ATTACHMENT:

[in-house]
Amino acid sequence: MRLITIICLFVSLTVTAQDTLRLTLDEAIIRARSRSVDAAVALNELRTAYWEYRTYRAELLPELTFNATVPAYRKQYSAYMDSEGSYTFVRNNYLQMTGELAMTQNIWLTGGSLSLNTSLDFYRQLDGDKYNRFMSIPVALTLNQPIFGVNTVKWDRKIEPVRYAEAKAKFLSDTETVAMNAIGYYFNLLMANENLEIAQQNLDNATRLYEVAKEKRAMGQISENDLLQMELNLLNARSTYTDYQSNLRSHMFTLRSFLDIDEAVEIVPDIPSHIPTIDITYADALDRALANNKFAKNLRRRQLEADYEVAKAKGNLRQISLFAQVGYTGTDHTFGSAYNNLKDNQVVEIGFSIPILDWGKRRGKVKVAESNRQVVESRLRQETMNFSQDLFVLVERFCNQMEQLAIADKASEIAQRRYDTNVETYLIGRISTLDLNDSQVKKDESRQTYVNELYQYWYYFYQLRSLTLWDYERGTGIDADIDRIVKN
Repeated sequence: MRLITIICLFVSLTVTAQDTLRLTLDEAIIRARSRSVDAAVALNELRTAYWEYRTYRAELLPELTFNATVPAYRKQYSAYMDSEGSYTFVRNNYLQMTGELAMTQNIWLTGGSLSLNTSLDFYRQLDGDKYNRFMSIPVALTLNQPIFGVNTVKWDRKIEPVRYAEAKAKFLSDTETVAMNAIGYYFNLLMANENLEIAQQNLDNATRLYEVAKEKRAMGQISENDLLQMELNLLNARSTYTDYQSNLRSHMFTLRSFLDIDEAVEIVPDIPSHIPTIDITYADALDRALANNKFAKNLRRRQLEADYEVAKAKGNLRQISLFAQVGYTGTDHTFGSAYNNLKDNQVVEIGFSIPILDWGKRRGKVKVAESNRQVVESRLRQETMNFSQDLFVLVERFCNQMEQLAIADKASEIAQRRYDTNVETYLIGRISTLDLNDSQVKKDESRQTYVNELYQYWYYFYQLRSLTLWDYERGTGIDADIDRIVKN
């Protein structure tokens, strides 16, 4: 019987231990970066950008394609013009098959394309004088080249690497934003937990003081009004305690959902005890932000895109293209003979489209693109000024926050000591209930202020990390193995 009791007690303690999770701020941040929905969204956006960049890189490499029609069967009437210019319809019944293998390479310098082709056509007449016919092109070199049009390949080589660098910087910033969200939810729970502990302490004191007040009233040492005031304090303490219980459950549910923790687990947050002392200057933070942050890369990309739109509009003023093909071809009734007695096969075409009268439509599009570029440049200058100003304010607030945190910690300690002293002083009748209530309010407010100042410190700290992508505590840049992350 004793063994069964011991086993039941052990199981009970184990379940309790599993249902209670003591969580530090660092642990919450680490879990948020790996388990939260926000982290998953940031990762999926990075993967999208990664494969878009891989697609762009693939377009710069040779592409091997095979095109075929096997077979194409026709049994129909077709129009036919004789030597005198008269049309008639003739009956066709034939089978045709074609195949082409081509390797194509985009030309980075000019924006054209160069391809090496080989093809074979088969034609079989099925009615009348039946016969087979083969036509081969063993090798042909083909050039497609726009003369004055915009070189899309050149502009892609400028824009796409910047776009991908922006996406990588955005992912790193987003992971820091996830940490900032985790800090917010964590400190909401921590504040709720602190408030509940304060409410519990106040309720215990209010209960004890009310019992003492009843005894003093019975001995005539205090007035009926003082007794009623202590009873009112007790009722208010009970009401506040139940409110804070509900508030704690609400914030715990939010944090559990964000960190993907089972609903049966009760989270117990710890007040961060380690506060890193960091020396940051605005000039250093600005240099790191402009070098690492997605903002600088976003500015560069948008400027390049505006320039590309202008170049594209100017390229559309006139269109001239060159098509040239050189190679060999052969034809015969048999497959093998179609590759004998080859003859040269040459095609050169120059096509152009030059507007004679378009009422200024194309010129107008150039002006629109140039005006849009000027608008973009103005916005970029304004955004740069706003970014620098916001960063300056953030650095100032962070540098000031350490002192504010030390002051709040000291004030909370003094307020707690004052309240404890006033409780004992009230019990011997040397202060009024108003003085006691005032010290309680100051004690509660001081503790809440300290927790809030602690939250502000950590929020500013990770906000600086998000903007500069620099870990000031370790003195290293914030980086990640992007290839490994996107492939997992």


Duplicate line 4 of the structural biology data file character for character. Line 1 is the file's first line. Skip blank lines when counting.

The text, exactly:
């Protein structure tokens, strides 16, 4: 019987231990970066950008394609013009098959394309004088080249690497934003937990003081009004305690959902005890932000895109293209003979489209693109000024926050000591209930202020990390193995 009791007690303690999770701020941040929905969204956006960049890189490499029609069967009437210019319809019944293998390479310098082709056509007449016919092109070199049009390949080589660098910087910033969200939810729970502990302490004191007040009233040492005031304090303490219980459950549910923790687990947050002392200057933070942050890369990309739109509009003023093909071809009734007695096969075409009268439509599009570029440049200058100003304010607030945190910690300690002293002083009748209530309010407010100042410190700290992508505590840049992350 004793063994069964011991086993039941052990199981009970184990379940309790599993249902209670003591969580530090660092642990919450680490879990948020790996388990939260926000982290998953940031990762999926990075993967999208990664494969878009891989697609762009693939377009710069040779592409091997095979095109075929096997077979194409026709049994129909077709129009036919004789030597005198008269049309008639003739009956066709034939089978045709074609195949082409081509390797194509985009030309980075000019924006054209160069391809090496080989093809074979088969034609079989099925009615009348039946016969087979083969036509081969063993090798042909083909050039497609726009003369004055915009070189899309050149502009892609400028824009796409910047776009991908922006996406990588955005992912790193987003992971820091996830940490900032985790800090917010964590400190909401921590504040709720602190408030509940304060409410519990106040309720215990209010209960004890009310019992003492009843005894003093019975001995005539205090007035009926003082007794009623202590009873009112007790009722208010009970009401506040139940409110804070509900508030704690609400914030715990939010944090559990964000960190993907089972609903049966009760989270117990710890007040961060380690506060890193960091020396940051605005000039250093600005240099790191402009070098690492997605903002600088976003500015560069948008400027390049505006320039590309202008170049594209100017390229559309006139269109001239060159098509040239050189190679060999052969034809015969048999497959093998179609590759004998080859003859040269040459095609050169120059096509152009030059507007004679378009009422200024194309010129107008150039002006629109140039005006849009000027608008973009103005916005970029304004955004740069706003970014620098916001960063300056953030650095100032962070540098000031350490002192504010030390002051709040000291004030909370003094307020707690004052309240404890006033409780004992009230019990011997040397202060009024108003003085006691005032010290309680100051004690509660001081503790809440300290927790809030602690939250502000950590929020500013990770906000600086998000903007500069620099870990000031370790003195290293914030980086990640992007290839490994996107492939997992």